World's Fastest Train

Several months ago, Tom Scott uploaded a video in which he rode the Chūō Shinkansen SCMaglev train in Japan.

How does he get this much funding...?

Anyway, this train holds a world speed record: it achieved a maximum speed of 603km/h back in 2015. Even the cruising speed is 500km/h! Japan has exported its maglev technology to the USA, so hopefully their transportation will stop being shit in the relatively near future.

Maglev trains aren't new. The SCMaglev system in particular has been in development for half a century. But the physics used makes it ten billion percent cooler than ordinary maglevs! (Both figuratively and literally. And there's a good reason for this.)


The SC part of SCMaglev stands for superconducting. A superconductor is a material whose properties change below a critical temperature, denoted by Tc. At normal temperatures, there is some electrical resistance from electrons bumping into atoms and each other, which makes them lose some energy as heat. (Their kinetic energy doesn't just disappear, after all—energy can't be created nor destroyed.) This train uses a niobium-titanium alloy.

But below its critical temperature, usually a few degrees above absolute zero, the electrons slide around smoothly thanks to some quantum effects causing the relatively long-distance pairing up of electrons. (That's in conventional superconductors at least—unconventional superconductors are still a mystery.) This means there's zero electrical resistance, and as a result, you can keep a circuit running indefinitely!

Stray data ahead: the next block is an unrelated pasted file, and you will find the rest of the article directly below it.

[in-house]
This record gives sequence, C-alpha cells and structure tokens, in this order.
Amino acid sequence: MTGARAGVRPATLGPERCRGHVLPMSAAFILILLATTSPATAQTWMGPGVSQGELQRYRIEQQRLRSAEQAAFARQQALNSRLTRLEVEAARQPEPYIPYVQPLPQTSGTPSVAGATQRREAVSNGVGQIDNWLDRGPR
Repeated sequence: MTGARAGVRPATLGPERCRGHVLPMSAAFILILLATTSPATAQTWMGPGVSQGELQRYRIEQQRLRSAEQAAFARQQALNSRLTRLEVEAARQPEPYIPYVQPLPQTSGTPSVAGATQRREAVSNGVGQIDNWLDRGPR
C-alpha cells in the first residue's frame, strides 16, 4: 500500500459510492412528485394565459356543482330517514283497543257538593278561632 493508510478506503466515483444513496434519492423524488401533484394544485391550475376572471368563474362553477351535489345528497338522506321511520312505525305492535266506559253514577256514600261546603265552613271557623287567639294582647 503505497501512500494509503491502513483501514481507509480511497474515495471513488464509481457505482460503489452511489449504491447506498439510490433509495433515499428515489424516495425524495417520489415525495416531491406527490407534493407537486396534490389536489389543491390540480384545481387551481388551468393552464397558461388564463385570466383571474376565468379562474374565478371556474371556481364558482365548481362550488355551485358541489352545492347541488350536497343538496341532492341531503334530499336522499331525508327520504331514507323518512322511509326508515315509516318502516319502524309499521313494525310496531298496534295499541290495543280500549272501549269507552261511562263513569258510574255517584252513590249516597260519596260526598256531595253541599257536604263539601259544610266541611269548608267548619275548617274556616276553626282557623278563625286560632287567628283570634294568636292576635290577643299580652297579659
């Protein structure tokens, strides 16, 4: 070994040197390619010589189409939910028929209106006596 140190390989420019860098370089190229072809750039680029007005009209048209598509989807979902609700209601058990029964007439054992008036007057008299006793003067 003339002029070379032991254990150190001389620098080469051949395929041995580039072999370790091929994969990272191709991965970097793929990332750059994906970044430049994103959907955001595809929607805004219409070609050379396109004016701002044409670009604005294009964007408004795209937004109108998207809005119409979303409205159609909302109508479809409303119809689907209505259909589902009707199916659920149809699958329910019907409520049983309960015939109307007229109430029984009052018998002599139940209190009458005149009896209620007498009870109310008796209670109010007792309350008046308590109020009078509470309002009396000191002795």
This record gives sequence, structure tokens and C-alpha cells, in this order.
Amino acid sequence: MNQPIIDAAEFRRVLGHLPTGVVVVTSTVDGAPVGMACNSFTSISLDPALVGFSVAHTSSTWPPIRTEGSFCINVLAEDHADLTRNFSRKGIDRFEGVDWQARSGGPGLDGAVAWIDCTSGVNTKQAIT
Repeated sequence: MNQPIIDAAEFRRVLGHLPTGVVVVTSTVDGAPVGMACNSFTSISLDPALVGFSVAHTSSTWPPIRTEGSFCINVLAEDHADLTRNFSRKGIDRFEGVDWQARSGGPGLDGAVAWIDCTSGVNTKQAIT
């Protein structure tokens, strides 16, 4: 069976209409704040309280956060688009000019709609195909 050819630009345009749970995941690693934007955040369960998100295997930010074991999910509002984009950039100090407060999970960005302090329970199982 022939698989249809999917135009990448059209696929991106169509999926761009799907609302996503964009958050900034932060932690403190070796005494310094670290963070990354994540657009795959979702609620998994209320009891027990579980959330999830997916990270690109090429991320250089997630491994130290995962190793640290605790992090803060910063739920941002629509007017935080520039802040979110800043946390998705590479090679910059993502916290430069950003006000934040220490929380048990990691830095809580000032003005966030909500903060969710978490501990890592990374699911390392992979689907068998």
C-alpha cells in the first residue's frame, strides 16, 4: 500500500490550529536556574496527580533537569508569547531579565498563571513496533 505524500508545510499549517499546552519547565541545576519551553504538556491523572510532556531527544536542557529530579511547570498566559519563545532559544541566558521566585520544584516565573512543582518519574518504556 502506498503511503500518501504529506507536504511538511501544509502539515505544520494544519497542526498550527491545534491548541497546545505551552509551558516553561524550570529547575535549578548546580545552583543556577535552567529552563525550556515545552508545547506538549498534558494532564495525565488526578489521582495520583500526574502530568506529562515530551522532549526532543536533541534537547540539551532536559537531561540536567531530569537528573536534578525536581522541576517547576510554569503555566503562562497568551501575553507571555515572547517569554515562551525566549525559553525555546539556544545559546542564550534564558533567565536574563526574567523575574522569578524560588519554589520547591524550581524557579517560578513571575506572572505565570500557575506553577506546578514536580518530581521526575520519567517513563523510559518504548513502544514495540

Since an electric current leads to a magnetic field, engineers have figured out that you can use superconductors to create a crazy efficient electromagnet. As long as it's kept cold, you only need to power it once.

How do they do it?

Two paragraphs ago, I mentioned a critical temperature, and that it's usually close to absolute zero. (High temperature superconductors—those that work above the boiling point of nitrogen—do exist, but they're still very cold, and the majority of them are brittle. The ones that can work near room temperature are only able to do so under even crazier pressures.) In the SCMaglev and elsewhere, these superconductors rely on liquid helium to keep them cool.

Once the liquid helium cools the magnets down, they power it up. The current then gets trapped, and it produces a powerful magnetic field, and you can manipulate the direction and speed by changing the polarity of regular electromagnets lined along the track.

Levitation, on the other hand, is achieved in a more practical way. Some unpowered figure-eight shaped coils are lined along the track, and in short, the superconducting magnets induce an electric current in those coils, giving them their own magnetic field. Its shape separates the field into one north and one south pole. These poles would normally cancel out, but if you offset the main SC magnet a little, you can create a net force that pushes the train upwards! It's a bit hard to explain without graphics, so I'll leave a video.

Superconductors are strange byproducts of quantum effects. However, humans have found ways to use it to save lives (see the MRI machine) and create crazy fast transportation.

Perhaps some of you will contribute to this field someday. If not, that's okay too. But whatever the line of work, you should always remember to...

Get excited!!